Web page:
The Labor Department announced this morning that jobless claims rose to 480,000 last week, the second consecutive week of rising claims since bottoming at 454,000 in the November 28th week. (Link to the Labor Department report provided above.)
In light of the continuing high level of claims, one has to wonder if the administration was playing games – the same kind of games they’ve been accused of using to inflate their figures for jobs created by the stimulus program – to show a drop in unemployment last month. In November the Bureau of Labor Statistics reported that the employment level actually rose by 227,000 – a key factor in holding job losses to only 11,000.
That seems highly unlikely, given the current rate of weekly jobless claims. In a normal, healthy economy we typically see weekly jobless claims of about 250,000. Yet, unemployment holds steady because laid off workers normally find employment elsewhere at about the same rate. About a million are laid off each month and about a million find new work, keeping the employment level steady. But analysts have noted that in today’s environment, almost no one is hiring. Hiring is well below the rate we’d see in a normal economy.
So if no one is hiring, how did the employment level jump by 227,000 in November? In order for that to happen, employers would have to be snapping up workers at a much higher than normal rate. At this rate of weekly jobless claims, employers would have to be rehiring these workers at a rate almost double that of a normal, healthy economy. It doesn’t seem plausible.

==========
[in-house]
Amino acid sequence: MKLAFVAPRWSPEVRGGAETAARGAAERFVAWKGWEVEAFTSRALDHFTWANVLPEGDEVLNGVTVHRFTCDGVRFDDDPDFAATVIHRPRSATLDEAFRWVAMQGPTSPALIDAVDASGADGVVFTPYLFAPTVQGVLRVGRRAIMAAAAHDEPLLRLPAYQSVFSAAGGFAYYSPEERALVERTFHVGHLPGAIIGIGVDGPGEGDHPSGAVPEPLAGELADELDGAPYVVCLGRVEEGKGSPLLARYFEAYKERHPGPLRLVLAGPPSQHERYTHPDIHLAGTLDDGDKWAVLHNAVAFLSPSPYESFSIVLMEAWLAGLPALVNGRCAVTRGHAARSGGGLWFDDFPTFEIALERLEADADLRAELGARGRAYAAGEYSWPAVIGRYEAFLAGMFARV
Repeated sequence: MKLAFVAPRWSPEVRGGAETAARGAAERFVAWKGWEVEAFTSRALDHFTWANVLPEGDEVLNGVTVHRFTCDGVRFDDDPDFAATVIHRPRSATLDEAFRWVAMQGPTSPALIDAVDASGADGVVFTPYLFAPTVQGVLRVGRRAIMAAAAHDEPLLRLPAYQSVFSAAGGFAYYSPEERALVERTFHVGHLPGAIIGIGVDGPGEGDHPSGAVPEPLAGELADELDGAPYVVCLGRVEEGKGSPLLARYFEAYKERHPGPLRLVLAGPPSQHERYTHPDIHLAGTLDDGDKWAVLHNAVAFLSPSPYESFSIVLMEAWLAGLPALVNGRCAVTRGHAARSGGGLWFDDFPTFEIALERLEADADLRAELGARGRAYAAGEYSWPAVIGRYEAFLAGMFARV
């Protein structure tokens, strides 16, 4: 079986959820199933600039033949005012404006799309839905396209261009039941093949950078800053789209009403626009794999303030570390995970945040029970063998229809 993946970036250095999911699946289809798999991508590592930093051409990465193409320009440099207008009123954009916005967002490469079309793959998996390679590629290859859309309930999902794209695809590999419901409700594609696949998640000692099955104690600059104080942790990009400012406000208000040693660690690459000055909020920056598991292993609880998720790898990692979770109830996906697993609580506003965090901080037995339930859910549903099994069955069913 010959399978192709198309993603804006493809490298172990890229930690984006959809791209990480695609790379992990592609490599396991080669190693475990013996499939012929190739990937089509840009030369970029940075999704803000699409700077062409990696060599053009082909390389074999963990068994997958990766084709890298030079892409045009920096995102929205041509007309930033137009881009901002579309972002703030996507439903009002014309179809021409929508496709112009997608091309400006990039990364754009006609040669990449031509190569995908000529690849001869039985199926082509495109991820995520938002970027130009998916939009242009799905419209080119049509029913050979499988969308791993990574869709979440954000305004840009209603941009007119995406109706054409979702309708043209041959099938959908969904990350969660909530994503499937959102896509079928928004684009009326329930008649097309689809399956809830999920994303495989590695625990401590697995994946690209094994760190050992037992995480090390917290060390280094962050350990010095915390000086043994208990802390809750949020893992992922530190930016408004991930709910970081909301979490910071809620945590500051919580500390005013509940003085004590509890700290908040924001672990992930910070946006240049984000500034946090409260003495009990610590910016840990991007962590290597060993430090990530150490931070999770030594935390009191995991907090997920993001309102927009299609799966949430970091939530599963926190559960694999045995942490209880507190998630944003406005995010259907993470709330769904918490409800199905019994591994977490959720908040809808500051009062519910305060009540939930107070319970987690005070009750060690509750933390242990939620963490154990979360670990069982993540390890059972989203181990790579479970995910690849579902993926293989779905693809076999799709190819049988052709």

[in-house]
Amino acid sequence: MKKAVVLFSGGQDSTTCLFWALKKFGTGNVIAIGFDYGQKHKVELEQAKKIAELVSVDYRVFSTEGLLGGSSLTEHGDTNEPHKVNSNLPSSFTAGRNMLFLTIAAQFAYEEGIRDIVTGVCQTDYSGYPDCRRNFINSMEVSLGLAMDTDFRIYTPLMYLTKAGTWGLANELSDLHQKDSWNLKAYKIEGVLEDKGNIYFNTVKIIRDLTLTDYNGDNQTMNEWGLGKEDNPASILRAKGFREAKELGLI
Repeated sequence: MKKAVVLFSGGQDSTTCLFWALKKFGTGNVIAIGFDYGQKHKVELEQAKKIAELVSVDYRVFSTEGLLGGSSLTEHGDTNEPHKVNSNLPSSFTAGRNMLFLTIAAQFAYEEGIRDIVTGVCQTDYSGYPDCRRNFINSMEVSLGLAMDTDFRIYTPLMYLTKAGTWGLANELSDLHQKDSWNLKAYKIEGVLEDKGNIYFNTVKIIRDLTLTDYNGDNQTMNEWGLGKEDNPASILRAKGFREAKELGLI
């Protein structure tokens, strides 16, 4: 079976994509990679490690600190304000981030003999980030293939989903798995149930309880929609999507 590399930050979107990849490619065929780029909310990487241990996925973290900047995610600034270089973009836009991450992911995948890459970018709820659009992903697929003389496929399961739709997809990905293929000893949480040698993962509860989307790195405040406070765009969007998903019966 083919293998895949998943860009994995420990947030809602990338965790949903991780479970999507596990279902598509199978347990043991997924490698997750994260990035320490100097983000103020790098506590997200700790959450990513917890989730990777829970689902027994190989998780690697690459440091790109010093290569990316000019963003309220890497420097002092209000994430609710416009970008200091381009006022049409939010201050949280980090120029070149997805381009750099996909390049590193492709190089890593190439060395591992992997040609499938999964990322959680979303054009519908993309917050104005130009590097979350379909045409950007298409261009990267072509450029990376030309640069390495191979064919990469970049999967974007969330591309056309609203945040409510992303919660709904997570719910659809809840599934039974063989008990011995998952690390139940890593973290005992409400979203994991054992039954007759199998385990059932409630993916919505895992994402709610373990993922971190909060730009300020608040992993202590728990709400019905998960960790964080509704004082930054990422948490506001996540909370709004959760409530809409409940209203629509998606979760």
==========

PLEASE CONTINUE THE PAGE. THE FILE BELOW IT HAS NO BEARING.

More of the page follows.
The current rate of weekly jobless claims – 200,000 more per week than normal, should be translating into unemployment rising at a rate of about 0.5% per month, especially considering the rate at which the labor force is growing as a result of a growing population.
Are they fudging the numbers as part of a campaign to talk up the economy and restore confidence? I don’t generally subscribe to conspiracy theories, but these numbers just don’t add up.
As an aside, the Labor Department report for this week reports that only two states – Kansas and Kentucky – reported that weekly jobless claims (unadjusted) fell by more than 1,000. By contrast, 29 states reported increases in claims of at least 1,000. California was by far the worst, with a rise of more than 28,000. Now, let’s do some more math: If we add up the net increase in jobless claims for these 31 states, the figure comes out to an increase in jobless claims of 200,000 in one week. Not exactly a picture of a stabilizing employment situation.